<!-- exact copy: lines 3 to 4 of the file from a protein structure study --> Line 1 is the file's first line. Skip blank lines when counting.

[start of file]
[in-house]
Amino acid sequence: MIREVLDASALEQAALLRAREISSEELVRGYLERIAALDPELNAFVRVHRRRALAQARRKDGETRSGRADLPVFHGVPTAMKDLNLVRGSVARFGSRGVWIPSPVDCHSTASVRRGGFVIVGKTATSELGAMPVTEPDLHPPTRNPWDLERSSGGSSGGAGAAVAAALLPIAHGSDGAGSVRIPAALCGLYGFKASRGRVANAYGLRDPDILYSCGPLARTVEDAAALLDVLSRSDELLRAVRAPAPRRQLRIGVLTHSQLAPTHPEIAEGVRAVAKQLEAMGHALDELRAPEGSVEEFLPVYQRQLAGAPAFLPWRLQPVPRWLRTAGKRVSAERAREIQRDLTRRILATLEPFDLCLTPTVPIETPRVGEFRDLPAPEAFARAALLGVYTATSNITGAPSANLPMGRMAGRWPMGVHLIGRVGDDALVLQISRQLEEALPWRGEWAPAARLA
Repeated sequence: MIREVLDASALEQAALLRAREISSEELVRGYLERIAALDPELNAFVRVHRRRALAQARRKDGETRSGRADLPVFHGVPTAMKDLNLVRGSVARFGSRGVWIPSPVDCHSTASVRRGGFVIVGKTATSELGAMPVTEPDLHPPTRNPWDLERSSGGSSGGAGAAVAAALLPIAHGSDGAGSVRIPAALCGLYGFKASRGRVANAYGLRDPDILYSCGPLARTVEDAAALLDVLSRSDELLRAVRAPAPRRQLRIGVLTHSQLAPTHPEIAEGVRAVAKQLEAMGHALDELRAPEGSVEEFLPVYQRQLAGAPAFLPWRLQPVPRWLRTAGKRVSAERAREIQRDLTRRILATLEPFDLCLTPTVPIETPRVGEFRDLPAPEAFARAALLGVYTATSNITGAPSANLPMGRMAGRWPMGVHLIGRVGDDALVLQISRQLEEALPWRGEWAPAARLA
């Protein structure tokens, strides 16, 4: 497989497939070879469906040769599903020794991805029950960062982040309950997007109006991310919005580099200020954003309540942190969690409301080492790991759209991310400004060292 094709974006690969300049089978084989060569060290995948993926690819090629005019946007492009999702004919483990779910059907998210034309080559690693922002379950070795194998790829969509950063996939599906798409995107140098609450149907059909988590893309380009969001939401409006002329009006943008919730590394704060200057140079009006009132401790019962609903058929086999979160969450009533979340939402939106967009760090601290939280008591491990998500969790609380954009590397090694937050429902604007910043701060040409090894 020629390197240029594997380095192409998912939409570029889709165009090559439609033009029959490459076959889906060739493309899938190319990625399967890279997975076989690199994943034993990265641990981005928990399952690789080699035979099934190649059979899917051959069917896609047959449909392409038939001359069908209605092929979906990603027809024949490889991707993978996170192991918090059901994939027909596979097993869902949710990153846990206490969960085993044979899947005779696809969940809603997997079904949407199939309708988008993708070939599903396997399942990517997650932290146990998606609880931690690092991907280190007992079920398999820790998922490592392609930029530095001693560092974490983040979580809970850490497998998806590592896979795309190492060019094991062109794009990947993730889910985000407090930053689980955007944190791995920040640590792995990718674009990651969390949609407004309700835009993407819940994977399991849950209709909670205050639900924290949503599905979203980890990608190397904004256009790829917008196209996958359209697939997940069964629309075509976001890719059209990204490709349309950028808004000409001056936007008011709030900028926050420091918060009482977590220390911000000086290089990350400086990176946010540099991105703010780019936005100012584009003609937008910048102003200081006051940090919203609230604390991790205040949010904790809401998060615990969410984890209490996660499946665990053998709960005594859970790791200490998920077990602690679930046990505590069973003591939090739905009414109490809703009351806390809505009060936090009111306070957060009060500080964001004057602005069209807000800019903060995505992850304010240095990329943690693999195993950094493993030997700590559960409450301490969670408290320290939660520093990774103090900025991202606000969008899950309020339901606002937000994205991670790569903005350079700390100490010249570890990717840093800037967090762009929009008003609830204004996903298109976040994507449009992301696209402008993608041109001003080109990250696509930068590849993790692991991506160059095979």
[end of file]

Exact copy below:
Repeated sequence: MIREVLDASALEQAALLRAREISSEELVRGYLERIAALDPELNAFVRVHRRRALAQARRKDGETRSGRADLPVFHGVPTAMKDLNLVRGSVARFGSRGVWIPSPVDCHSTASVRRGGFVIVGKTATSELGAMPVTEPDLHPPTRNPWDLERSSGGSSGGAGAAVAAALLPIAHGSDGAGSVRIPAALCGLYGFKASRGRVANAYGLRDPDILYSCGPLARTVEDAAALLDVLSRSDELLRAVRAPAPRRQLRIGVLTHSQLAPTHPEIAEGVRAVAKQLEAMGHALDELRAPEGSVEEFLPVYQRQLAGAPAFLPWRLQPVPRWLRTAGKRVSAERAREIQRDLTRRILATLEPFDLCLTPTVPIETPRVGEFRDLPAPEAFARAALLGVYTATSNITGAPSANLPMGRMAGRWPMGVHLIGRVGDDALVLQISRQLEEALPWRGEWAPAARLA
């Protein structure tokens, strides 16, 4: 497989497939070879469906040769599903020794991805029950960062982040309950997007109006991310919005580099200020954003309540942190969690409301080492790991759209991310400004060292 094709974006690969300049089978084989060569060290995948993926690819090629005019946007492009999702004919483990779910059907998210034309080559690693922002379950070795194998790829969509950063996939599906798409995107140098609450149907059909988590893309380009969001939401409006002329009006943008919730590394704060200057140079009006009132401790019962609903058929086999979160969450009533979340939402939106967009760090601290939280008591491990998500969790609380954009590397090694937050429902604007910043701060040409090894 020629390197240029594997380095192409998912939409570029889709165009090559439609033009029959490459076959889906060739493309899938190319990625399967890279997975076989690199994943034993990265641990981005928990399952690789080699035979099934190649059979899917051959069917896609047959449909392409038939001359069908209605092929979906990603027809024949490889991707993978996170192991918090059901994939027909596979097993869902949710990153846990206490969960085993044979899947005779696809969940809603997997079904949407199939309708988008993708070939599903396997399942990517997650932290146990998606609880931690690092991907280190007992079920398999820790998922490592392609930029530095001693560092974490983040979580809970850490497998998806590592896979795309190492060019094991062109794009990947993730889910985000407090930053689980955007944190791995920040640590792995990718674009990651969390949609407004309700835009993407819940994977399991849950209709909670205050639900924290949503599905979203980890990608190397904004256009790829917008196209996958359209697939997940069964629309075509976001890719059209990204490709349309950028808004000409001056936007008011709030900028926050420091918060009482977590220390911000000086290089990350400086990176946010540099991105703010780019936005100012584009003609937008910048102003200081006051940090919203609230604390991790205040949010904790809401998060615990969410984890209490996660499946665990053998709960005594859970790791200490998920077990602690679930046990505590069973003591939090739905009414109490809703009351806390809505009060936090009111306070957060009060500080964001004057602005069209807000800019903060995505992850304010240095990329943690693999195993950094493993030997700590559960409450301490969670408290320290939660520093990774103090900025991202606000969008899950309020339901606002937000994205991670790569903005350079700390100490010249570890990717840093800037967090762009929009008003609830204004996903298109976040994507449009992301696209402008993608041109001003080109990250696509930068590849993790692991991506160059095979």